And all that dwell upon the earth shall worship him - That is, as immediately stated, all whose names are not in the book of life. On the word "worship," see the notes on Revelation Whose names are not written in the book of life of the Lamb - That is, of the Lord Jesus -.
The book of Revelation is arguably the most mysterious and controversial book of the Bible, and Classic Commentaries and Studies on Revelation provides a massive amount of historical and solid analysis of this book of prophecy.
Covering a wide range of topics and viewpoints from the nineteenth and early twentieth century, each volume seeks to clear the confusion associated with this book and.From the First Chapter.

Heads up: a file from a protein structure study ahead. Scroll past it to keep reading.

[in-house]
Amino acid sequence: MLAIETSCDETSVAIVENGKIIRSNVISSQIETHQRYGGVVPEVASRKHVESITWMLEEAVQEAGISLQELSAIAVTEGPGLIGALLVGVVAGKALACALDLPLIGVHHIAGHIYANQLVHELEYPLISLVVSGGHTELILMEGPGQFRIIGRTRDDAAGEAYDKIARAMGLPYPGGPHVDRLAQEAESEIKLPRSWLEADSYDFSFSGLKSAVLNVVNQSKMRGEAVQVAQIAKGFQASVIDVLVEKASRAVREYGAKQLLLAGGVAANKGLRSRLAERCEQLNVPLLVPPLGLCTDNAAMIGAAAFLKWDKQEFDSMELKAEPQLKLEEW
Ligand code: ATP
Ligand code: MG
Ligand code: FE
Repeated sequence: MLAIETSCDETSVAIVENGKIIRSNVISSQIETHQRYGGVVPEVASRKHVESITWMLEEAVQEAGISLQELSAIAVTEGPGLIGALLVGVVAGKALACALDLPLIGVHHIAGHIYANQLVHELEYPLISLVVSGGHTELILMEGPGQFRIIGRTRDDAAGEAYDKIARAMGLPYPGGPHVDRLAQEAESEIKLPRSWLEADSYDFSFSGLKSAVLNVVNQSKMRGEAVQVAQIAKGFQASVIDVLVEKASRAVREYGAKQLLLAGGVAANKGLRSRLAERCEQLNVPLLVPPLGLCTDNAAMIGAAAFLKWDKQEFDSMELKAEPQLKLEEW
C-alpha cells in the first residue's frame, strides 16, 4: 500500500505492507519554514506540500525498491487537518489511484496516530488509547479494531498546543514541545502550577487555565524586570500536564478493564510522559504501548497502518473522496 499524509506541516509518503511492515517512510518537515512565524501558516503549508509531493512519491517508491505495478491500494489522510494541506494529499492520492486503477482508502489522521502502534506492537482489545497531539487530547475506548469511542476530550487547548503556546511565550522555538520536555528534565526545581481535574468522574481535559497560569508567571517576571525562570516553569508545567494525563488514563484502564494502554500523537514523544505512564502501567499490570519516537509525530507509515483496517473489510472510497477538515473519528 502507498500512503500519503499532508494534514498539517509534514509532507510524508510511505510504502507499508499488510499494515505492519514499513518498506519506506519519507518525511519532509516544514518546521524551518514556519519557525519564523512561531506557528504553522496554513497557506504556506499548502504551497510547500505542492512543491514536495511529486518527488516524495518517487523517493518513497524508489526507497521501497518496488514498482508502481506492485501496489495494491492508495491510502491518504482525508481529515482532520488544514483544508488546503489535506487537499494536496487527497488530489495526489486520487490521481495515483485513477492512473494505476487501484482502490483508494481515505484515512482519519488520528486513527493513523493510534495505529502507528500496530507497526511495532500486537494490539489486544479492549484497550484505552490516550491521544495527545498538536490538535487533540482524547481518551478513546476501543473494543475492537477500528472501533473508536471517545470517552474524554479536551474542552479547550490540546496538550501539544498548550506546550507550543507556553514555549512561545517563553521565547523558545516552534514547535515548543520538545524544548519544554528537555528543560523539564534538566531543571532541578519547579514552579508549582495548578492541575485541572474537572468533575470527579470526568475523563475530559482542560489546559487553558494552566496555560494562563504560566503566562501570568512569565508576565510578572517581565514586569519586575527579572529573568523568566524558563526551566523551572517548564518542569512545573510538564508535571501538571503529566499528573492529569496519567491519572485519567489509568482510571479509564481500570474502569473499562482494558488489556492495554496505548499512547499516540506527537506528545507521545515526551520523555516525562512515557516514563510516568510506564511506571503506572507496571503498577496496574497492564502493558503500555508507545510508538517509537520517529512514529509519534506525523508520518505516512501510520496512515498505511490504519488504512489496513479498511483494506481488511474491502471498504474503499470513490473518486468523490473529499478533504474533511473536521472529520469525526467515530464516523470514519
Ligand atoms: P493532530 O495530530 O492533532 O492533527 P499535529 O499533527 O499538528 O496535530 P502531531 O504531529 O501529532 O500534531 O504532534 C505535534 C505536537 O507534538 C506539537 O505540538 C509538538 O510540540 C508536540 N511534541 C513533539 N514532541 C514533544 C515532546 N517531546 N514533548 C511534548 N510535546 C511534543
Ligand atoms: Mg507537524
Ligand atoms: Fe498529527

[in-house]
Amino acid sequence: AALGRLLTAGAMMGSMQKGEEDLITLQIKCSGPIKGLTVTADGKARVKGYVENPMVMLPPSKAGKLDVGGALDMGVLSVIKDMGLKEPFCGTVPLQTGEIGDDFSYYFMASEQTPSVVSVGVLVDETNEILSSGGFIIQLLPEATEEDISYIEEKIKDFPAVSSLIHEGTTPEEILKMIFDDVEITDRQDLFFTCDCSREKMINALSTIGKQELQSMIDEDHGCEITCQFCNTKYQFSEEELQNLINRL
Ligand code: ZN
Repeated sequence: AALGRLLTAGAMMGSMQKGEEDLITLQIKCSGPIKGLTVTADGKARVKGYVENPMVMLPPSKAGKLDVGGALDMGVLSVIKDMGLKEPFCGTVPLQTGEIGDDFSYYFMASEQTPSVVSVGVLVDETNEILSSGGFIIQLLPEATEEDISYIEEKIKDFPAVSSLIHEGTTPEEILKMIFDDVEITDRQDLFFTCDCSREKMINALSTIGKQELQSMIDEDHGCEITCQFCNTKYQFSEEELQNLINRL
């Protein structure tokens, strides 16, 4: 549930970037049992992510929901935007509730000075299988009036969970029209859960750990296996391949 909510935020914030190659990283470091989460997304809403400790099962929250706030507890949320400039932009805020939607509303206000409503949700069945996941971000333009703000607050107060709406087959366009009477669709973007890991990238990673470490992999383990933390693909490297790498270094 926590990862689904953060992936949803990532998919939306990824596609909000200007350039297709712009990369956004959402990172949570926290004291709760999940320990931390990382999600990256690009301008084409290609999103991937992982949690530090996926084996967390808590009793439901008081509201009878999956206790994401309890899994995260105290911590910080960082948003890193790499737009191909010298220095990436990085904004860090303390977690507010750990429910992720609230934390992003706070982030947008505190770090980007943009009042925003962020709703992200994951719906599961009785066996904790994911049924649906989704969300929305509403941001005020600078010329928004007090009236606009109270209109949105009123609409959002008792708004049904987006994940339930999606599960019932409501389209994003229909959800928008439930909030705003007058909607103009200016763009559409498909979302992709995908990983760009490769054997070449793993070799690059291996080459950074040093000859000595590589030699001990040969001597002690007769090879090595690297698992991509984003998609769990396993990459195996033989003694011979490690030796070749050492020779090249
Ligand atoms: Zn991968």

1. The Revelation of Jesus Christ, which God gave to Him, and showed unto His servants things which must shortly come to pass, and signified it.
Blessed are they who read and hear the words of this prophecy, and keep the things which are written. The beginning of the book promises blessing to him that reads and hears and keeps, that he who takes pains about the reading.“This commentary on Revelation provides what was, as Principal John MacLeod said, ‘in past days, the accepted Protestant view of that book.’ While James Durham’s historicist reading of Revelation is no longer the standard view, that should not deter readers, for, as Spurgeon said, ‘it would not be easy to find a more sensible and instructive work than this old-fashioned exposition.